One of the major players that ended up being critical to Bitcoin was Hal Finney, which he published in 2004 RPOW — Reusable Proofs of Work, which was a review of HashCash, a product by Adam Back. Previously, in 1993, he had published a study on ‘Detecting Double Spend’ and another on ‘Digital Cash and Privacy’.
Until the advent of Bitcoin, Finney served on various crypto mailing lists and was one of the most influential people in the Cypherpunk movement.
In 2007, the first step towards the creation of Bitcoin was taken, thanks to the work of a person (or group of people) with the pseudonym of Satoshi Nakamoto, who started (or started) writing the Bitcoin Code.
Nakamoto had a very clear intention in mind, he wanted to create an alternative to the traditional financial world, facilitating transactions that could not be manipulated, and eliminating intermediaries. This author created his design for open source and decentralized participation, and it is believed that he preserved his identity so as not to be a point of vulnerability for network attack.
It was in 2008 that the history of the blockchain began to gain relevance, with the publication by Satoshi Nakamoto of Bitcoin: A Peer-to-Peer Electronic Cash System on October 31, 2008.
You can read the emails that Nakamoto shared with the developer community. The email announcing Bitcoin was sent to the mailing list on 2008-10-31 18:10:00 UTC, Bitcoin P2P e-cash paper: “I’ve been working on a new electronic cash system that’s fully peer-to-peer, with no trusted third party. The paper is available at: http://www.bitcoin.org/bitcoin.pdf
On January 3, 2009, the first block ofBitcoin, the genesis block and its hash is: 000000000019d6689c085ae165831e934ff763ae46a2a6c172b3f1b60a8ce26f
The first Bitcoin miner was Hal Finney who downloaded the blockchain. The other early Bitcoin enthusiasts were Wei Dai, Nick Szabo and Gavin Andresen.
A curious aspect about the Bitcoin genesis block is that in the block code Satoshi Nakamoto left a message: “The Times 03/Jan/2009 Chancellor on brink of second bailout for banks“, in reference to Chancellor Alistair Darling on brink of second bailout for banks.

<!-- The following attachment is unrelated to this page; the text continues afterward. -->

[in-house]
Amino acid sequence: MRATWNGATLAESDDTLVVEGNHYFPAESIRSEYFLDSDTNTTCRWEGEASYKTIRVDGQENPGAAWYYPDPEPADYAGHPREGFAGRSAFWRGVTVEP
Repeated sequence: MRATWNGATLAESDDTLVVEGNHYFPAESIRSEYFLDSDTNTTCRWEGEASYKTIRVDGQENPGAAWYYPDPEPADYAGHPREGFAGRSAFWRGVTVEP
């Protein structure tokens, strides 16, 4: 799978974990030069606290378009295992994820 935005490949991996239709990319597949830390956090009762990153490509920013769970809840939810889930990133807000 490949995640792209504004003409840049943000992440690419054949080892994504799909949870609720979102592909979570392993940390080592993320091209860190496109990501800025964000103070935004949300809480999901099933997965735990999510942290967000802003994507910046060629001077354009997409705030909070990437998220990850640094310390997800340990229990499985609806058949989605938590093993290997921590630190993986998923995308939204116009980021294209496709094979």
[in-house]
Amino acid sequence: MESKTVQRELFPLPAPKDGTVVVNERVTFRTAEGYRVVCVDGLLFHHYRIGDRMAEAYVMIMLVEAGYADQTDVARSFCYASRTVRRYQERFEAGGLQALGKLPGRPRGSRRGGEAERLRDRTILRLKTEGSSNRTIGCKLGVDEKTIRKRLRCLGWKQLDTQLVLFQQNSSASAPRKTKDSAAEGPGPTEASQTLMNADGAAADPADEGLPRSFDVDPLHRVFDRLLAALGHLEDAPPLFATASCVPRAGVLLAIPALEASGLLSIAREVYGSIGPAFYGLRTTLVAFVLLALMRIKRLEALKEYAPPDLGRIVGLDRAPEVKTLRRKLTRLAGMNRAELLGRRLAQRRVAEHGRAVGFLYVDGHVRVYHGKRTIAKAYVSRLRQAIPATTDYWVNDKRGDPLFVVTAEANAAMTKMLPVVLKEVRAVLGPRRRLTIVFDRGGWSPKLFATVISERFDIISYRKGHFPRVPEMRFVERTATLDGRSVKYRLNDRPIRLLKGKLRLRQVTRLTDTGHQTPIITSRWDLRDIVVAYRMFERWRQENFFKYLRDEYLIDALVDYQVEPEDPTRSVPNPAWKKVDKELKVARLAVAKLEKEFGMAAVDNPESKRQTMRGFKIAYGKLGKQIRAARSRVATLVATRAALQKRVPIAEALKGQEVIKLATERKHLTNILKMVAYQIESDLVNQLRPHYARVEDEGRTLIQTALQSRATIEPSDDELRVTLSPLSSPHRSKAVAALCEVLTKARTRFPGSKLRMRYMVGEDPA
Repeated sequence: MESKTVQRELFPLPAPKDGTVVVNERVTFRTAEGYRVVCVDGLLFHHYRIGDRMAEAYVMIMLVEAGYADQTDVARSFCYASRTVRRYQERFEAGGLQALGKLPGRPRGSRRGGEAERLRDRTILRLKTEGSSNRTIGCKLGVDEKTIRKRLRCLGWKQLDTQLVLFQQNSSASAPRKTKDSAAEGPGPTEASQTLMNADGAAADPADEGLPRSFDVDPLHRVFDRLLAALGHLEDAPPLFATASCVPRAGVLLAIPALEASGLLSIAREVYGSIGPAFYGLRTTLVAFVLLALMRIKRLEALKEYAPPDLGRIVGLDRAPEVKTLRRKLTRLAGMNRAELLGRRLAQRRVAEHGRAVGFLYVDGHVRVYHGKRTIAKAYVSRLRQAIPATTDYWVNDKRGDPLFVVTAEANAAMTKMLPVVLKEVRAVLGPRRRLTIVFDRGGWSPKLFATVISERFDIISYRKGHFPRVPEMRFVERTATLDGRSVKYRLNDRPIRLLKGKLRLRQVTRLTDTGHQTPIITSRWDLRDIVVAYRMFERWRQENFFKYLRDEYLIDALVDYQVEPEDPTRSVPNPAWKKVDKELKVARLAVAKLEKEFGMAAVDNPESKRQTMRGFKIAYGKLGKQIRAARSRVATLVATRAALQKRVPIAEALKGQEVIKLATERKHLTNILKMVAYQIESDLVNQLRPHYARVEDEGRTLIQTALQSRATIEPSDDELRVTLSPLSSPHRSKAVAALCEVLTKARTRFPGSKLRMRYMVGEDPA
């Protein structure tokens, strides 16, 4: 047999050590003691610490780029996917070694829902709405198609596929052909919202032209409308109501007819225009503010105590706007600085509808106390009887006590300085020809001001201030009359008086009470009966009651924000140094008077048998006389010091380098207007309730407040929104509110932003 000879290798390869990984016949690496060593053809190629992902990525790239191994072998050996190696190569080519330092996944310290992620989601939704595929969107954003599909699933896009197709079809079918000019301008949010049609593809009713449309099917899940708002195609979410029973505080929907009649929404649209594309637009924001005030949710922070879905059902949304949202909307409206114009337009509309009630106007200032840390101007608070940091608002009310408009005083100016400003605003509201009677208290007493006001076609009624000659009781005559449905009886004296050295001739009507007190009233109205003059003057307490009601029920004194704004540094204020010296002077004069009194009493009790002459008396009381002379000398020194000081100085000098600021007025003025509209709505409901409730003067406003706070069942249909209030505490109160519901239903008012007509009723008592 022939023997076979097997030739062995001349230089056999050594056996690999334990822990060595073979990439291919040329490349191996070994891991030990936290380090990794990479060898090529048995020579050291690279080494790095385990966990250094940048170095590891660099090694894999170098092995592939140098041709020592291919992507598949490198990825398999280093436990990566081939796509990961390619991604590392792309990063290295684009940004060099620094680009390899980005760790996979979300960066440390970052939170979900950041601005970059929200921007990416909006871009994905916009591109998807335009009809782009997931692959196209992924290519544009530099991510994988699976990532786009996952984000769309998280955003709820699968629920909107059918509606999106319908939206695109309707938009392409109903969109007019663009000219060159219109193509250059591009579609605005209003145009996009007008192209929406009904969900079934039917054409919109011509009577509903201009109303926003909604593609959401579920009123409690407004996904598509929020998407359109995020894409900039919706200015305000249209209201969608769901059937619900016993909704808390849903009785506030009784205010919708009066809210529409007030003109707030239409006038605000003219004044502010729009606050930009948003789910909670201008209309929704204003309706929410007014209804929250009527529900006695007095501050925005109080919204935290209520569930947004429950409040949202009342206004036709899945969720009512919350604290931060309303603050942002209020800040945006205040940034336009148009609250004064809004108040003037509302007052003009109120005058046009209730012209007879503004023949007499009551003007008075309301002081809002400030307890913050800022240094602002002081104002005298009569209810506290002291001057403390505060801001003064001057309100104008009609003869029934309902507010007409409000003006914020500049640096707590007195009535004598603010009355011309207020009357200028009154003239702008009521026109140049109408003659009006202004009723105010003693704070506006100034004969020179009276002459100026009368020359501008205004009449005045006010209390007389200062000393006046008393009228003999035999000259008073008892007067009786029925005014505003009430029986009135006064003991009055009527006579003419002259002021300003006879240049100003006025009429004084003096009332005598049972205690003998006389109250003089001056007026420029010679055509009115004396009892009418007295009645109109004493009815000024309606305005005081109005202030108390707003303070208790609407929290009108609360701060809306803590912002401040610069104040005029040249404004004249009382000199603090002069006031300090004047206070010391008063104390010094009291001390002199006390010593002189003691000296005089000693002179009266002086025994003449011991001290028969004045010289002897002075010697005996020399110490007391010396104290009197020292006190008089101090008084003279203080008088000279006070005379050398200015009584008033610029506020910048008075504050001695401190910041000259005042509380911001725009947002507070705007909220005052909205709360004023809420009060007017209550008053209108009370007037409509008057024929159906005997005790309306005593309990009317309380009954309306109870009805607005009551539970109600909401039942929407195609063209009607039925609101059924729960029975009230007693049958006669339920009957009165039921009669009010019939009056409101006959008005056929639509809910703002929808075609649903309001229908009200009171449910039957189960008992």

Now that you know a little more about the history, you can see the coherence of the crypto space over time, from its beginnings in the 1980s, beginning with cryptography, as a privacy tool in people’s communications, driven by the Cypherpunk movement, and then incorporating this science into blockchain technology, to transmit value, and thus be able to develop the P2P digital economy.
The message that Satoshi Nakamoto left in block 0 makes clear the intentions of why he created Bitcoin.
The rest of the story is known, you are living it.
Below I present a list of the most outstanding documents of those who were forging the foundations of the crypto-economy:
Philip R. Zimmermann
Bit Gold – December 29, 2005
b-money – November 1998
Hashcash – A Denial of Service Counter-Measure – August 1, 2002
State and Terrorist Conspiracies & Conspiracy as Governance – November 10,2006
Cypherpunks: Freedom and the Future of the Internet – 2012
If you want to go deeper, I present an extensive Literature that you can read to understand crypto philosophy.